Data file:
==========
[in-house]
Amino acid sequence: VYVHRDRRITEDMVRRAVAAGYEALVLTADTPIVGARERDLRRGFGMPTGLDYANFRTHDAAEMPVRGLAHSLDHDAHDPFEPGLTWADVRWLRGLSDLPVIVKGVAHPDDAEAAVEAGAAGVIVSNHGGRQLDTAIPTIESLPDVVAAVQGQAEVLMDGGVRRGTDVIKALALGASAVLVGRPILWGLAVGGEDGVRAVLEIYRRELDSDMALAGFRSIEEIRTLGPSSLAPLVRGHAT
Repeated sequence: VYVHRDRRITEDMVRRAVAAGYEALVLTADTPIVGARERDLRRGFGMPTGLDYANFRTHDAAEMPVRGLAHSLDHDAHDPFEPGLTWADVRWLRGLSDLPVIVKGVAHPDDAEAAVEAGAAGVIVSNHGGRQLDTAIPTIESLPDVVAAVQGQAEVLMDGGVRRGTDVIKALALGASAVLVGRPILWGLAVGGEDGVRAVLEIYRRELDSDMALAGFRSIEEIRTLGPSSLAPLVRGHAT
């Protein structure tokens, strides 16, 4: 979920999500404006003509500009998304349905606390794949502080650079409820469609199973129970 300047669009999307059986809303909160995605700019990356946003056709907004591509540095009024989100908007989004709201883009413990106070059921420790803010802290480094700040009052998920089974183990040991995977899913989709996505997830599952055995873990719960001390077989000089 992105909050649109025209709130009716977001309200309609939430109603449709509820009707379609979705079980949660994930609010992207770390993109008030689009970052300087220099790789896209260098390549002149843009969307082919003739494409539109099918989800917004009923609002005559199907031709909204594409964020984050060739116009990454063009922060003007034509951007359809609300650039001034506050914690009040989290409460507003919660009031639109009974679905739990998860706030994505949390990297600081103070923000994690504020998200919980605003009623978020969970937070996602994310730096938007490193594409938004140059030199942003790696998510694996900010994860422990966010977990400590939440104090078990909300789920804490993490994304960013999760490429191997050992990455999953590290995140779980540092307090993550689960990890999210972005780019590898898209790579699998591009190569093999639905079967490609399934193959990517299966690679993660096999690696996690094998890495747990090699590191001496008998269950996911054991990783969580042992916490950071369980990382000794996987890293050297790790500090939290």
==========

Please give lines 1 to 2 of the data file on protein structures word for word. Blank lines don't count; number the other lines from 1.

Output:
[in-house]
Amino acid sequence: VYVHRDRRITEDMVRRAVAAGYEALVLTADTPIVGARERDLRRGFGMPTGLDYANFRTHDAAEMPVRGLAHSLDHDAHDPFEPGLTWADVRWLRGLSDLPVIVKGVAHPDDAEAAVEAGAAGVIVSNHGGRQLDTAIPTIESLPDVVAAVQGQAEVLMDGGVRRGTDVIKALALGASAVLVGRPILWGLAVGGEDGVRAVLEIYRRELDSDMALAGFRSIEEIRTLGPSSLAPLVRGHAT